Coating of amorphous calcium phosphate (ACP) on titanium (Ti) implants is a promising technique for enhancing bone-forming ability because of its dissolution in vivo. Surgical site infection is one of the serious complications associated with implant devices. In order to achieve both the antibacterial properties and bone-forming ability on the surface of Ti implants, Ag-doped ACP coating films were fabricated. The ACP coating film is expected to work as a carrier of Ag. Ta was added to suppress the dissolution rate of the Ag-ACP coating films, which expands its potential applications. Ag and Ta co-doped ACP coating films were fabricated on Ti substrates by radiofrequency (RF) magnetron sputtering. The sputtering targets were hot-pressed sintered compacts with the same Ag concentration of 10 mol% and varying Ta concentration (0, 0.8, and 8.0 mol%), while the RF power was changed from 8 to 50 W. With increasing RF power, Ag concentration in the coating films decreased. The fabricated ACP coating films were dense and smooth, with their constituent elements (P, Ca, Ag, and Ta) distributed homogeneously along the depth direction. In addition, Ag existed as ions in the ACP regardless of Ta concentration. We clarified for the first time that the dissolution of Ag-containing ACP coating films in solution was suppressed by a Ta addition. Antibacterial activity was obtained from the release of Ag+ ions through continuous dissolution of Ag and Ta co-doped ACP coating films.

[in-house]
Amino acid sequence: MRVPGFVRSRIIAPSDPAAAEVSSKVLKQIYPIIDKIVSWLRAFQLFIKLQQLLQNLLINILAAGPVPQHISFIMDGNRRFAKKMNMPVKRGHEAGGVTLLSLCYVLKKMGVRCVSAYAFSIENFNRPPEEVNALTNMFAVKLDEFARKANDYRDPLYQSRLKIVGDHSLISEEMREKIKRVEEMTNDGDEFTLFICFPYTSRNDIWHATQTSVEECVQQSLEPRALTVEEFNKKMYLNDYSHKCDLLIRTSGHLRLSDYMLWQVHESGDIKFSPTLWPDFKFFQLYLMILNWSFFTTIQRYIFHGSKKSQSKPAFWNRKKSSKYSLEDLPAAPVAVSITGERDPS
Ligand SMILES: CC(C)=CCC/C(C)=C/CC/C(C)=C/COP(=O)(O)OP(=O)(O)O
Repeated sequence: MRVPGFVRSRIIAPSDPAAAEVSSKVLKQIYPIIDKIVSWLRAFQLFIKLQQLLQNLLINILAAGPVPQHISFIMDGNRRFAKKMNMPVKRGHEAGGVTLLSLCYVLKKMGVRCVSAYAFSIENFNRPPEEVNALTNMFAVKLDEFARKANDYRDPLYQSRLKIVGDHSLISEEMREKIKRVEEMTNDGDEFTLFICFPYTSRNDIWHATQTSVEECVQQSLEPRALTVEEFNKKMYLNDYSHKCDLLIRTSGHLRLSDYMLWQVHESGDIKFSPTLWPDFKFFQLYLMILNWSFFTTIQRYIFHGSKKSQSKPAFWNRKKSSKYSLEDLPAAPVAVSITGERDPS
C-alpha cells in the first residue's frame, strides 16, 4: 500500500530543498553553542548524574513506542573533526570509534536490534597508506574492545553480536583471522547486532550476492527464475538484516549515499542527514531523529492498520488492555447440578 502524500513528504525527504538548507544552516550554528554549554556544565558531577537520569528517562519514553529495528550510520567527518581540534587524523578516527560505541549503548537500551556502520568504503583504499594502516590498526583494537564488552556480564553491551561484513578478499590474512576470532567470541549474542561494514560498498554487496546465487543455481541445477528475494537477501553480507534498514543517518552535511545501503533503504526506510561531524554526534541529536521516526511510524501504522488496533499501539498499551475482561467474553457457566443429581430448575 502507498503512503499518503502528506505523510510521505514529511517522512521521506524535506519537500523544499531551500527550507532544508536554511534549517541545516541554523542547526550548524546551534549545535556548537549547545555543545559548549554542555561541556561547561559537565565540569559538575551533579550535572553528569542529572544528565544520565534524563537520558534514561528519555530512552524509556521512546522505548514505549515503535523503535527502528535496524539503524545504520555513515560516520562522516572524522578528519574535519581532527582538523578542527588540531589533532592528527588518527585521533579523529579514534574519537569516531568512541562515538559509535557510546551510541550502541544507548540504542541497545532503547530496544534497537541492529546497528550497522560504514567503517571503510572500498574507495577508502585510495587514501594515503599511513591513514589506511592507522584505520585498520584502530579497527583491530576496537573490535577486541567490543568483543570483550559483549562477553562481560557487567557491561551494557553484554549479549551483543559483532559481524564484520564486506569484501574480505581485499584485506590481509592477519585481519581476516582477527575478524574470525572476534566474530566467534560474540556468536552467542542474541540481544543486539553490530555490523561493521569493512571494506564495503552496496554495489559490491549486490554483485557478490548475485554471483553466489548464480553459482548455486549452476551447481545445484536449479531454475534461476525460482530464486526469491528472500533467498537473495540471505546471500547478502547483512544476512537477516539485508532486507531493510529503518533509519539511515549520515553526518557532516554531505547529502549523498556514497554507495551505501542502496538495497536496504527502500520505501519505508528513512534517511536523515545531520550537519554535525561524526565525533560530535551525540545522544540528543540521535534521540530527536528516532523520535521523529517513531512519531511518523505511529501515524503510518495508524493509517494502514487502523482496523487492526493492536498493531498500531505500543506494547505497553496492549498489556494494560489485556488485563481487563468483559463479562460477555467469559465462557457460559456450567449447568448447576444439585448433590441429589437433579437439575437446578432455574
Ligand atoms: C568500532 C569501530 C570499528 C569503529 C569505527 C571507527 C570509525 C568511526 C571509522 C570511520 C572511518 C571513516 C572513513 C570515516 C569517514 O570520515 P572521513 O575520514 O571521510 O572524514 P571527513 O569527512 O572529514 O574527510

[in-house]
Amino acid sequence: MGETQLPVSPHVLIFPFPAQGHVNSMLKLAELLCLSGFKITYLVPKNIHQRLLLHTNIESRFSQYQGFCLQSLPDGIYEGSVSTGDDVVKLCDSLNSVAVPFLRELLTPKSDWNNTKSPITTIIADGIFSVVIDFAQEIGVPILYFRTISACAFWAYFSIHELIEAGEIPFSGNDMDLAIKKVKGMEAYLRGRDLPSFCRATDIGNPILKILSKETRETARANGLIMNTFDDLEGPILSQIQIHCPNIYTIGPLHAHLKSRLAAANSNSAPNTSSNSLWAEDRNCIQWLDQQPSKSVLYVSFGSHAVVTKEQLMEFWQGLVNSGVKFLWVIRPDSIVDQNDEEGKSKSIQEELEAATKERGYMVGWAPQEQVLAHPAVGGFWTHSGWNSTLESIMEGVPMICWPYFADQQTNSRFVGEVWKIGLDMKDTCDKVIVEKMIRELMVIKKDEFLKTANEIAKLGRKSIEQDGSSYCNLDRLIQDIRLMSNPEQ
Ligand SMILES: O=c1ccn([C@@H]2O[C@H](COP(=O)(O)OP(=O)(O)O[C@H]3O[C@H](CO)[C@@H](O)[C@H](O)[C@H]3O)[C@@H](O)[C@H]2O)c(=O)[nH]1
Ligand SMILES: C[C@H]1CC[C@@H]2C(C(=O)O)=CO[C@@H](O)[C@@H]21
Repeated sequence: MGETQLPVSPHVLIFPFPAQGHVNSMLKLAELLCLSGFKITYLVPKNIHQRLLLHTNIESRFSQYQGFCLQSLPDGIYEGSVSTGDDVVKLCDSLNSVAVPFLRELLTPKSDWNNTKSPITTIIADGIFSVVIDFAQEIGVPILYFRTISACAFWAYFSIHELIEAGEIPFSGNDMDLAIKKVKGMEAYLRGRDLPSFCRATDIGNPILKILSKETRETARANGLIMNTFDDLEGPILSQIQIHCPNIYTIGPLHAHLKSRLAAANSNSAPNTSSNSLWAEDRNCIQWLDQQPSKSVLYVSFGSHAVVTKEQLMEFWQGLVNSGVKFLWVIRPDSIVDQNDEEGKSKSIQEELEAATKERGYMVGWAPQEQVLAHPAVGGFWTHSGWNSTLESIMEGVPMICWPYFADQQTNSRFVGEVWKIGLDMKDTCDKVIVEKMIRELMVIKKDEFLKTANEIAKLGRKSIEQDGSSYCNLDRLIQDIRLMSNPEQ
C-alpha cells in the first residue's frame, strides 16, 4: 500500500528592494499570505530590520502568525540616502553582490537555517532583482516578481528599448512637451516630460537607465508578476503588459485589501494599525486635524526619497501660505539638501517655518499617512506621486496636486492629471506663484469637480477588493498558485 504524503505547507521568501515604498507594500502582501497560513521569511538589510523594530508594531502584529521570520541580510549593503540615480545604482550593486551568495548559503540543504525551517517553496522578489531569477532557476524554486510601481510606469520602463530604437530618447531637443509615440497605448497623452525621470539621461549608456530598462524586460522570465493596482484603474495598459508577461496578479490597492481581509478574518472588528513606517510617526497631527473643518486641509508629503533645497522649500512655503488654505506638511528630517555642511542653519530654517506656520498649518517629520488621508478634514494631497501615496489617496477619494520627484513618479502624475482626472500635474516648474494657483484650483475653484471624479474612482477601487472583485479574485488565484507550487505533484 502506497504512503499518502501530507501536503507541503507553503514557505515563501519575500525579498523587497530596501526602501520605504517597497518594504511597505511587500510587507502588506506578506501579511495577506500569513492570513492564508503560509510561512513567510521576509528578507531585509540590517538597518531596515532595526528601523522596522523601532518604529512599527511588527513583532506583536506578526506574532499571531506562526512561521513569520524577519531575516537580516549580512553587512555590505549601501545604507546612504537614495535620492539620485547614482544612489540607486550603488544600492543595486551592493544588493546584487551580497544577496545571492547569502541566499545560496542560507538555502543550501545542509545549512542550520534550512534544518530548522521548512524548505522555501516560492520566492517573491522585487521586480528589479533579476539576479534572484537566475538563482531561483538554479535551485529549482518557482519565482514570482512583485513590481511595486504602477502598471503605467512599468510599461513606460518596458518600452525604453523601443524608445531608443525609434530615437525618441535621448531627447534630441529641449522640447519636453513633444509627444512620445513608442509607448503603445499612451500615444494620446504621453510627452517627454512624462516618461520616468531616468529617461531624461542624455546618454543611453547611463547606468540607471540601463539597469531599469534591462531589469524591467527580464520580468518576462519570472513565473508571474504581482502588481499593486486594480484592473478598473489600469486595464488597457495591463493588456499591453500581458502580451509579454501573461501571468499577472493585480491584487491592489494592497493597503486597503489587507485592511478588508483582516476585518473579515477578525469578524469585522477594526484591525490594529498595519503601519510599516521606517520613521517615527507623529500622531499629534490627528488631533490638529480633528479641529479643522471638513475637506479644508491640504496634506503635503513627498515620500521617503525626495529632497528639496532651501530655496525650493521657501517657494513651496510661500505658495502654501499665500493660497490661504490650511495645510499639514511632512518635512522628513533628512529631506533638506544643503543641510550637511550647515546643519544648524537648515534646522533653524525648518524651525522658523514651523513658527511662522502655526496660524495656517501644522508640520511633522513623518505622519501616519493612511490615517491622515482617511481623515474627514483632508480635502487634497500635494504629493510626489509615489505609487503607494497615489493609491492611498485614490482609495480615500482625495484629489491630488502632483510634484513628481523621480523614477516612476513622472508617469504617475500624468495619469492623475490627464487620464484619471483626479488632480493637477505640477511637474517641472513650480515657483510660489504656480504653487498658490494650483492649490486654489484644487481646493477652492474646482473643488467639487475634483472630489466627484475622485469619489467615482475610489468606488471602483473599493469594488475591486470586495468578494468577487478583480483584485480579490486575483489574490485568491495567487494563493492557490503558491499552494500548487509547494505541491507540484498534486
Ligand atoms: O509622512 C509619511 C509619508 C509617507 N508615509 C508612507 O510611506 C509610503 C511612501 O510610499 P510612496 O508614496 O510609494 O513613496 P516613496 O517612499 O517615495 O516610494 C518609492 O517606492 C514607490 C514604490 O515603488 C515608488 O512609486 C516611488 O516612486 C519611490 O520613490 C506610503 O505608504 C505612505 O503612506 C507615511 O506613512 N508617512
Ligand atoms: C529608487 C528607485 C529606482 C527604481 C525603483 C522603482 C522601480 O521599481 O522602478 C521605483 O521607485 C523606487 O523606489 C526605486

- Amorphous calcium phosphate
- Antibacterial activity